Suwa: Although I was a bit unsure about this, I thought it was worth exploring. At the end, I discussed dating apps in a bit of an off-topic kind of way.
Kokubun: I am still contemplating my thoughts on dating apps.
In my talk with comedians Masayasu Wakabayashi of Audrey that we did for the literary magazine Bungakukai, they mentioned how middle-aged doctors are hugely popular among young women on dating apps.
In other words, I think this shows how the market economy has entered the realm of love and relationships.
In the past there were many more restrictions when it came to both money and love and relationships.
For example, in the 1960s there was a limit to the amount of cash one could take on an overseas trip. This was because it was problematic to have too much cash exiting the country. The current model of globalization, where massive amounts of money moves freely between countries, was unthinkable at the time.
The same was true for love and relationships. There were many restrictions and people were not necessarily free to choose.
People of different social status could not get married and once people reached a certain age they were forced to get married through arranged marriages. The reason for this was because of regulations put in place so that no one was left out of the system.
We cannot go back to the pre-modern ways with such restrictions and regulations. Of course none of us want to be forced into an arranged marriage or not be allowed to marry because of social status.
However, this does not mean that the current world that is dominated by the market economy is without problems. Is this really the kind of freedom that we desired?
Although I think we can look at dating apps through the topic of shikohin, I look at it more through the theme of the ambivalence of freedom in the modern age.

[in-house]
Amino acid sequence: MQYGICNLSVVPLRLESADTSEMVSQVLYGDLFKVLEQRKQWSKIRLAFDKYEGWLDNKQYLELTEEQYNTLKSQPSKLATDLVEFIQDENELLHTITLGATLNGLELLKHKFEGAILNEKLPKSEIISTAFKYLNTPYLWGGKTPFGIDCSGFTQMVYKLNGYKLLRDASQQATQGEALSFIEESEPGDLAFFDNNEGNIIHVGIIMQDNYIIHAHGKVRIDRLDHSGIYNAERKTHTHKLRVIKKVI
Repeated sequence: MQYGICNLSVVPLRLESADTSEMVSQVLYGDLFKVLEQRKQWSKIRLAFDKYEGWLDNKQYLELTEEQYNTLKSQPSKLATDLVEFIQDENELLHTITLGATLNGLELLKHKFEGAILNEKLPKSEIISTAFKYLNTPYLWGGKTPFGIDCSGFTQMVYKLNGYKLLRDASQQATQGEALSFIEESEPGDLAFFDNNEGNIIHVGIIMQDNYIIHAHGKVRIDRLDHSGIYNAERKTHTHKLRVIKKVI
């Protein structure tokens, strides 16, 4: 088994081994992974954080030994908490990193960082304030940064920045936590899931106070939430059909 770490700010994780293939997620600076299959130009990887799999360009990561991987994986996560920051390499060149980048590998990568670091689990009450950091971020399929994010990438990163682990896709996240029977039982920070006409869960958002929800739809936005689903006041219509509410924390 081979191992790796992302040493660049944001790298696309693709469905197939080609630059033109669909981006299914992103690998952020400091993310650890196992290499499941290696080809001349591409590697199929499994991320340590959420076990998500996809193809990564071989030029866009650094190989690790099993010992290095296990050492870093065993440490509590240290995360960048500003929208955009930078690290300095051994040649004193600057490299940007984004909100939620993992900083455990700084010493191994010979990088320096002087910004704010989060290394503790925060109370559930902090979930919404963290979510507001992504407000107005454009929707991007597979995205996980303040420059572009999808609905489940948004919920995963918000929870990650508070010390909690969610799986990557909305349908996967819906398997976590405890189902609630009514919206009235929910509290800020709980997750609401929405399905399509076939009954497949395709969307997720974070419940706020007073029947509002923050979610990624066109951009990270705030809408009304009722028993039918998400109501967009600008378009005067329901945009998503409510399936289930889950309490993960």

Special Award: Saori Takagi
Futon and my search for self
I do not like the cold. Cold weather makes me sad. It makes me feel like a miserable being. Nonetheless, I must face the cold wind outside. There was a thick down coat that I loved. I loved it because it was packed and heavy and it prevented any cold wind from reaching my body. The thickness and weight of the coat was comforting and encouraging. For seasons that are not as cold, the corduroy jacket was also a nice choice. The bulky and thick fabric was soothing. I find that traditional styled clothes suit me because I am a bit old-fashioned.
However, a few winters ago I put on the coat that I loved so much. It was so heavy and not the coat I remembered it to be.The design looked frumpy.
I went through my closet and found that most of the clothes I had looked the same. It was clear that my taste in clothes had changed over the last year. What triggered this change in me? Thinking back, a certain episode came to mind. (read the rest of the essay here)
This essay talked about how our tastes and preferences change unconsciously as we are influenced by our surroundings and environment. The writer used her own experience on how changing her blanket from acrylic and cotton to a luxury down comforter may have influenced a change in her preferences in clothes and even her future career goals and decision to attend graduate school.